Medical minute: It’s too loud. You’re not too old.
Lisa Davidson, Reed Norwood
Thursday, Jul 5, 2012
Ironically, we often use a product, like an MP3 player, Walkman or Discman to insulate us from the external noises of the world, by drowning them out with even louder sounds channeled directly into our ears. It’s really no wonder that hearing loss is so widespread — it affects tens of millions of people in the U.S. alone.
And though hearing loss is largely considered an affliction that exclusively affects older generations, hearing loss among U.S. adolescents is sharply on the rise. According to the latest research published in The Journal of the American Medical Association, “the prevalence of hearing loss among U.S. adolescents between 1988 and 1994, compared with their reported hearing loss between 2005 and 2006, uncovered a 31 percent increase in hearing loss among those between 12 and 19 years old.”
Hearing loss can affect development
Researchers say this means one in five adolescents now suffer some sort of hearing impairment. The reported hearing loss in the study is classified as slight to mild, but can nonetheless negatively affect a child’s social-emotional development, impair their speech and language development, as well as impede their academic performance.
Though many would be quick to cite the earbuds themselves as the primary offender in causing hearing loss among adolescents, it is more likely prolonged exposure to high levels of noise in addition to the earbuds that causes the damage.
This extended exposure to loud noise causes hearing loss by destroying the cilia (small hairs) in the inner ear. Cilia respond to different frequencies, sending different sounds to the brain for interpretation. When the cilia are destroyed, the brain is unable to interpret the information it has received, resulting in an individual’s inability to understand speech.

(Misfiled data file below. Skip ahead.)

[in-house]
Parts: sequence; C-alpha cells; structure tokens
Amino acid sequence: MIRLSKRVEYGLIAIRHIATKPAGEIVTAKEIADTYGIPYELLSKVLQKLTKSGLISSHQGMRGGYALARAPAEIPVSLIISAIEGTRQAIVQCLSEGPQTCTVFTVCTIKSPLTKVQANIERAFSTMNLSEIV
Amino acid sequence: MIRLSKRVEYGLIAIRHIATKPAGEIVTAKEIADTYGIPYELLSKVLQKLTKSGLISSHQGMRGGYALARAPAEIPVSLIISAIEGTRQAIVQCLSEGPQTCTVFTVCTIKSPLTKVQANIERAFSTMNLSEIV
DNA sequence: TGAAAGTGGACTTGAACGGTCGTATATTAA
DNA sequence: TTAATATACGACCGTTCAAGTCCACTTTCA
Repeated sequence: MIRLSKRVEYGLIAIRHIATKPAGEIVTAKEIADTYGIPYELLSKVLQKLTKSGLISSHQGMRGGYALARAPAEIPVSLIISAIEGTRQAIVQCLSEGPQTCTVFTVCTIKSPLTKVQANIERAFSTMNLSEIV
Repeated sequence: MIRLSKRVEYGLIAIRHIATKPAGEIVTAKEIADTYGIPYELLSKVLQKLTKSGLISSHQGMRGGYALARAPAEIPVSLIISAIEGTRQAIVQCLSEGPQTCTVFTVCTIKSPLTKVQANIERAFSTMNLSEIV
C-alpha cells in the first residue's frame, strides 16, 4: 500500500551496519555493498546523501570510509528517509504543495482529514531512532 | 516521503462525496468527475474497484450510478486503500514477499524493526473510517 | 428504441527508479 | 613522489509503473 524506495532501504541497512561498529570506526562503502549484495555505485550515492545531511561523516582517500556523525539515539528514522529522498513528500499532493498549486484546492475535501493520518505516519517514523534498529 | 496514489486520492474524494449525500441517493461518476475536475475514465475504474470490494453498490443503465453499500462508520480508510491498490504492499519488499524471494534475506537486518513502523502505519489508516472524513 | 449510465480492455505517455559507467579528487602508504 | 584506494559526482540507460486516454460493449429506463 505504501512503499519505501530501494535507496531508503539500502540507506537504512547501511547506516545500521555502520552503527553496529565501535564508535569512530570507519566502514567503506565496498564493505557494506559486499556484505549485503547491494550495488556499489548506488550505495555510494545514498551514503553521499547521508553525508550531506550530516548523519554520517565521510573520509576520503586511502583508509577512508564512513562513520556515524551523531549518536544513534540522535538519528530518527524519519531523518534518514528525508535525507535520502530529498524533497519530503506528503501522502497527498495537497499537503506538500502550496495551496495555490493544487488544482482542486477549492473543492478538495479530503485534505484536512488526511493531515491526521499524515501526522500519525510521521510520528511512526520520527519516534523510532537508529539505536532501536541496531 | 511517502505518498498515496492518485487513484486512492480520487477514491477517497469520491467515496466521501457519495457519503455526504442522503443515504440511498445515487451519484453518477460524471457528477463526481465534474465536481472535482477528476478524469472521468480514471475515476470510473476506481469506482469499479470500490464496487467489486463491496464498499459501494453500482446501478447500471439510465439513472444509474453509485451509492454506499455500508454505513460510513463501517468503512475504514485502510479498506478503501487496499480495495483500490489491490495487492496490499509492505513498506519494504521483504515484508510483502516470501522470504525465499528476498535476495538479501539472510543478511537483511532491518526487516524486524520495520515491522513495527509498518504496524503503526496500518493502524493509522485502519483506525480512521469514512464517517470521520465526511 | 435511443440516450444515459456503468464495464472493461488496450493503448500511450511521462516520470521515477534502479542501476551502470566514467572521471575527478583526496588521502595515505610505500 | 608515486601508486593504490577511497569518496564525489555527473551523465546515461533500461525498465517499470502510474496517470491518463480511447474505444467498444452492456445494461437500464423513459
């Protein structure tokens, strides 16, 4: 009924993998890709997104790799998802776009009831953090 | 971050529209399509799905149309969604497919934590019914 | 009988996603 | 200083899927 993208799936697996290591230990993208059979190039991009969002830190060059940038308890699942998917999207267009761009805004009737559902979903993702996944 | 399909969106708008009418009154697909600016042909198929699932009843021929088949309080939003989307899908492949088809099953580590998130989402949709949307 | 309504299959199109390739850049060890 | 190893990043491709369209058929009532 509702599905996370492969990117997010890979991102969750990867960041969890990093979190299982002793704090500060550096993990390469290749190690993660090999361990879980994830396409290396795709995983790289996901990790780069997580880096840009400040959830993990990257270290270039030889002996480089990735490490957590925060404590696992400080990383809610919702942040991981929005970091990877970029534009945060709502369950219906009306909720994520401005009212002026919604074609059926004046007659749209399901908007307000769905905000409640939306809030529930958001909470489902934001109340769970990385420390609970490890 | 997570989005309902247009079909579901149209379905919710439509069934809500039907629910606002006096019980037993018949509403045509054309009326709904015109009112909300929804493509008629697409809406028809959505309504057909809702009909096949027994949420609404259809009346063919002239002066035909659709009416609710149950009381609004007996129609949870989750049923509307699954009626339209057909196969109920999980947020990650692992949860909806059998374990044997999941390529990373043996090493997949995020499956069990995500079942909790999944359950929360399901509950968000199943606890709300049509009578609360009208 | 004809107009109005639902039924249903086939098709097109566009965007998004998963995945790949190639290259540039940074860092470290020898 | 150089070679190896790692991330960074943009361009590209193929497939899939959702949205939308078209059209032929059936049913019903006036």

Additionally, the study found that “adolescents and young adults typically underestimate symptoms of loud sound, tinnitus and temporary hearing impairment during music exposure and underreport concern for these conditions.”
Prevent hearing loss now
So, what’s the solution? Many audiologists would recommend a worthwhile investment in your child’s or grandchild’s hearing — and ultimately their social and academic future — by swapping out their MP3 player’s stock earbuds for a set of custom-molded earbuds, specially designed by a hearing care professional whose goal is to provide the listener with optimum sound in the safest way possible. Custom earmolds’ individually-created tips are made specifically for the wearer by lab experts, while the acoustic design of custom MP3 earmolds optimize the sound quality of standard in-ear headphones that come with MP3 players (and other similar audio equipment). Custom earmolds allow a perfect fit—even for exercise— guaranteeing an excellent acoustic seal, while, more importantly, making lower volumes more satisfying to the listener to protect their hearing.
Though the nature of popular music will always change as time goes on, an adolescent’s relationship with it most certainly will not. Why not give them the opportunity to enjoy it for a lifetime, by giving them the education and tools they deserve to maintain their optimum hearing health? After all, music — much like our hearing and communication — is a gift that we can share across generations.
Limit the volume. Preserve their hearing
Apple has created a function that limits the volume on your child’s iPod or iPod Shuffle. Once the volume is locked, a combination is required to change the setting. Go to http://support.apple.com for details.
Fast facts about hearing loss in adolescents
5.2 million adolescents have hearing loss directly related to noise exposure.
6.5 million teenagers in America struggle to hear whispered conversations or leaves rustling in the wind.
20 percent of adolescents now suffer some sort of hearing impairment.
30 million Americans are exposed to hazardous sound levels every day.
50 percent or more of high school students report having at least one symptom of hearing loss.
Lisa Davidson and Reed Norwood are doctors of audiology and co-owners of McMinnville Hearing Center, located at 312 N. Chancery St., McMinnville, and Cookeville Audiology & Hearing Aids, located at 728 S. Jefferson Ave., Suite 8, Cookeville. They can be reached at (931) 473-3833 or (931) 854-9499.